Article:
“Ticks are being found in large numbers on pets, livestock and humans,” said Cole. “At this point, their appearance in such large numbers is being attributed to the unusually mild winter.”
On April 30, Cole was ear tagging a group of heifers and the owner had told him he had noticed several ticks on his heifers. After tagging two or three, Cole noticed some ticks on the ears. In a few minutes, a couple of heifers came through with large areas on the tips of the ears that had hair missing and six to 10 large ticks attached to the ear.
“There are several types of ticks in this area and I’ve not been able to identify the species seen on this group of heifers. Regardless of the species of tick, there are a number of products labeled for the control of ticks on beef cattle,” said Cole.
Fly tags, sprays, backrubber solutions and pour-ons can be effective and can help horn fly control at the same time.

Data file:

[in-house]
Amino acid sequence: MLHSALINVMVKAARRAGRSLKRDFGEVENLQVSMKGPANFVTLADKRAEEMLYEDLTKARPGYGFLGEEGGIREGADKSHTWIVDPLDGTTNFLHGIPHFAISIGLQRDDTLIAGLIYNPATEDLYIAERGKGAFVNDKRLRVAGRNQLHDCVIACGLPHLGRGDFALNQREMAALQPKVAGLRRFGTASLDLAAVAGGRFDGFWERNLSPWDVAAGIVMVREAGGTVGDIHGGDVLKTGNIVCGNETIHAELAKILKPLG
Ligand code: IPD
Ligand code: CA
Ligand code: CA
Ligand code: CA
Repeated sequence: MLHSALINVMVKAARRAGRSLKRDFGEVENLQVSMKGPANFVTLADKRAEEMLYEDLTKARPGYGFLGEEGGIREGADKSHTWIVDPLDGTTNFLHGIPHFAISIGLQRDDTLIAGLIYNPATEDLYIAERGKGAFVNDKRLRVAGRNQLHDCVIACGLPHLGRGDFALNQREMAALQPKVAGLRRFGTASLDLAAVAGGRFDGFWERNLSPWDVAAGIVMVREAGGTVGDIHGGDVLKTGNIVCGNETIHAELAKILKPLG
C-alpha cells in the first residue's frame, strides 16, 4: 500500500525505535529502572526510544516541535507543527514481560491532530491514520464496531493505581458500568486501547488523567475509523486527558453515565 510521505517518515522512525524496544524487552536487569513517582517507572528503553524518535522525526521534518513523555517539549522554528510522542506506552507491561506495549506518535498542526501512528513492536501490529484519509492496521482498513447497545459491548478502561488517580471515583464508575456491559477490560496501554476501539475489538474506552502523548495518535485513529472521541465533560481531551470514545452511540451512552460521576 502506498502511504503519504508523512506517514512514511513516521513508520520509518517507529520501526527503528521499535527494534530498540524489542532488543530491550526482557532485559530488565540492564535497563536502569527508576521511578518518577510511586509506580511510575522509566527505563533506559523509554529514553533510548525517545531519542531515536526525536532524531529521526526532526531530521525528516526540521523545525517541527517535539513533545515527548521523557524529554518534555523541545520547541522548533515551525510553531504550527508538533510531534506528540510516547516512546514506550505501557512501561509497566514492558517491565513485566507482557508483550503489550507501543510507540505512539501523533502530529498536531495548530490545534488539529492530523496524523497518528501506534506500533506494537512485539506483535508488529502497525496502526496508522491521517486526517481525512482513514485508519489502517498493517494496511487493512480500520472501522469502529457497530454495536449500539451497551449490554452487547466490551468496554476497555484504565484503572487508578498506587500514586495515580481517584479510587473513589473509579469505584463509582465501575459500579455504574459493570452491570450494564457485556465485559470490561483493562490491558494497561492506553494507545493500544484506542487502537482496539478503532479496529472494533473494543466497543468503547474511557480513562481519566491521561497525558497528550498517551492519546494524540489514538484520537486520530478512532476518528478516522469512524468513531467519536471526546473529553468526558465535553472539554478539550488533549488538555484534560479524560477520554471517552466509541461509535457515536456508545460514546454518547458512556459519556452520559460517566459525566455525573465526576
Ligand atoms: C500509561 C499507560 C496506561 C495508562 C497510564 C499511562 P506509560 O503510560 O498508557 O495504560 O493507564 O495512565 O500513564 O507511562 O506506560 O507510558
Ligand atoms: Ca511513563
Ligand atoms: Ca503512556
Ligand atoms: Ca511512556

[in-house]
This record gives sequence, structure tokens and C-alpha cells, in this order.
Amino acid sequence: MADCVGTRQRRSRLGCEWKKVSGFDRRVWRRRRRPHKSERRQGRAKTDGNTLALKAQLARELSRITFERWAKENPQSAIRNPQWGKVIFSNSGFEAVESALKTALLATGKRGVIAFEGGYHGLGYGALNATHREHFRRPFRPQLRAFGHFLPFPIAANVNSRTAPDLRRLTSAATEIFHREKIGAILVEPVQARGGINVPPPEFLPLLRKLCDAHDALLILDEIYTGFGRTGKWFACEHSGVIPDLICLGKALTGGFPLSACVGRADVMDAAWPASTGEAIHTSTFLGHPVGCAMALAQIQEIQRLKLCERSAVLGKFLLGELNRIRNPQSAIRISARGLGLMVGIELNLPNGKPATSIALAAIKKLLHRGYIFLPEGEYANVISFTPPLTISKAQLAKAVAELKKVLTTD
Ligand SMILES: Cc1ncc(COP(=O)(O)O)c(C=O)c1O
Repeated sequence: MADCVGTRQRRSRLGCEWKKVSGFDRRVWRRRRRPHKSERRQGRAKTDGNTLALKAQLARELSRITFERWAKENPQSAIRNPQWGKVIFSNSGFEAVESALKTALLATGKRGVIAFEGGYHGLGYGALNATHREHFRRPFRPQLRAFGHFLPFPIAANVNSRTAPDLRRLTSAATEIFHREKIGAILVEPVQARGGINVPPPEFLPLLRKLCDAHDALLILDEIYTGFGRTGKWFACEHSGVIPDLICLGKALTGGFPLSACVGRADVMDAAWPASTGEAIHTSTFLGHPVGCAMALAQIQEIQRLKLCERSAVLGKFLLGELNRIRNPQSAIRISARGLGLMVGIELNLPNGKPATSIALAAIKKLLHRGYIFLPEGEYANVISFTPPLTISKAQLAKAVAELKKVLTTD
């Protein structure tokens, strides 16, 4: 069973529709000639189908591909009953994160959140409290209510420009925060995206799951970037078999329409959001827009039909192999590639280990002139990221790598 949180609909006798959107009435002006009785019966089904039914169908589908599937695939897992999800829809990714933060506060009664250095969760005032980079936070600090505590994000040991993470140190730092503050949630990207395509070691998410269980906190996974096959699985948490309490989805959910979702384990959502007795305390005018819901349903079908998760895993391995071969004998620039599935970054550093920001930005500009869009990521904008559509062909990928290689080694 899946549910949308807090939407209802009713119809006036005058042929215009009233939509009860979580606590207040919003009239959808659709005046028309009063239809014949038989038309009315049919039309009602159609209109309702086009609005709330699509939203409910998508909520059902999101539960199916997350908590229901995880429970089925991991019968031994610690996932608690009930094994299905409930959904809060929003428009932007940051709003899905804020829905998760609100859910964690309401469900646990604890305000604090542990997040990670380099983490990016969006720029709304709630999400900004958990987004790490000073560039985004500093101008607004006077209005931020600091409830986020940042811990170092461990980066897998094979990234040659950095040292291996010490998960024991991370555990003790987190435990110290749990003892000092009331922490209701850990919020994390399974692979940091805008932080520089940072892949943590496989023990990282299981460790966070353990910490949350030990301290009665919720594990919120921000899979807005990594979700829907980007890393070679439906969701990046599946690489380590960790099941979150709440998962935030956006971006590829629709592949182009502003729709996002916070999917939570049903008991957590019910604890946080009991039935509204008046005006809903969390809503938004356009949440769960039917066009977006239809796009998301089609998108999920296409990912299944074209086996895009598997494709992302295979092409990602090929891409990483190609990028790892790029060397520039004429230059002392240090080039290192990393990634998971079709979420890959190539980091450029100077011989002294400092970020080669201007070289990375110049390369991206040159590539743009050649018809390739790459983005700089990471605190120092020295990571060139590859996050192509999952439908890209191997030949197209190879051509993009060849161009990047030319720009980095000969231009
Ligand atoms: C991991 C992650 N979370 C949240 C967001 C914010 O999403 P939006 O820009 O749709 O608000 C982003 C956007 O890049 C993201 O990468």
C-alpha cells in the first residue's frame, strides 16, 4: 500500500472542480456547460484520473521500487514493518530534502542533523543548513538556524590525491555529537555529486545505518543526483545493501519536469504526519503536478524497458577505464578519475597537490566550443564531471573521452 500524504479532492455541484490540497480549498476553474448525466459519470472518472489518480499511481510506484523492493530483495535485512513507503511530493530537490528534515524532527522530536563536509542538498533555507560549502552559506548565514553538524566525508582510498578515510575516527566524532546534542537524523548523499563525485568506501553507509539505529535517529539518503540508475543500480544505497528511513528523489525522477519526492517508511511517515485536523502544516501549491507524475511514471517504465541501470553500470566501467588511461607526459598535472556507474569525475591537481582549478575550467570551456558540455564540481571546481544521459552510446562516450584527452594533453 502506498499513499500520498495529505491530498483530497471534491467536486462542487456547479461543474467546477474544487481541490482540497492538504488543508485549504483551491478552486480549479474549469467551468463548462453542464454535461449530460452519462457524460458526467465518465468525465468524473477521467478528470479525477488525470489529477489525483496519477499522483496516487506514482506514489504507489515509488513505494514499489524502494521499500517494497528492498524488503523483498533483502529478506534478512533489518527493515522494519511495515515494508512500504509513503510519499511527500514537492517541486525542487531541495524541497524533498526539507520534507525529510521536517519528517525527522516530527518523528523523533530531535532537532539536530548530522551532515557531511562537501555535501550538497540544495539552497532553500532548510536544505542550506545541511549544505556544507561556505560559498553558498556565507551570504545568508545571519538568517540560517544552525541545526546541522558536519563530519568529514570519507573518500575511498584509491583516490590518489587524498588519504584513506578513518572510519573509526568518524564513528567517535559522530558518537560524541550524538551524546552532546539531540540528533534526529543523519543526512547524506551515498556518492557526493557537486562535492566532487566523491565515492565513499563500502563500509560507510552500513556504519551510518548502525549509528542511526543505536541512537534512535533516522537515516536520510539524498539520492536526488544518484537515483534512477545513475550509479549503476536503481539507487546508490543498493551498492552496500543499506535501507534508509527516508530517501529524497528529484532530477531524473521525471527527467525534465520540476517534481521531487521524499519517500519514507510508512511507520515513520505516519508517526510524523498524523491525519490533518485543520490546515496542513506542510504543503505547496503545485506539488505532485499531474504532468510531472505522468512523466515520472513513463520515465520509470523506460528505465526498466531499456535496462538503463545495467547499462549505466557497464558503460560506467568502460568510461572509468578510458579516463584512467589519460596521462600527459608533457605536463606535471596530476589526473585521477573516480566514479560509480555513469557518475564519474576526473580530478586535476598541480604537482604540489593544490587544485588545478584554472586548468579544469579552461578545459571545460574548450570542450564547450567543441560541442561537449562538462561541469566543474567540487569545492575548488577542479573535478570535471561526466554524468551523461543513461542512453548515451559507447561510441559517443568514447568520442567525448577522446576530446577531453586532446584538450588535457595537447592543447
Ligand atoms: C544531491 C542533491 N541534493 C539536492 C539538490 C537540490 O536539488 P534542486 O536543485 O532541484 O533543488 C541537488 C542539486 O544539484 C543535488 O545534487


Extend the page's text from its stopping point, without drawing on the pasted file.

Heavy infestations of ticks, as Cole saw in this one herd, are an economic concern because they irritate the cattle and in severe cases could result in anemic conditions.
“From a disease standpoint, anaplasmosis can be transmitted by ticks and blood-sucking insects. Each year a few cases of anaplasmosis are diagnosed in this part of the state,” said Cole.
For more information, contact any of the MU Extension livestock specialists in southwest Missouri: Eldon Cole in Mt. Vernon, (417) 466-3102, Andy McCorkill in Dallas County at (417) 345-7551 or Dona Goede in Cedar County, (417) 276-3313.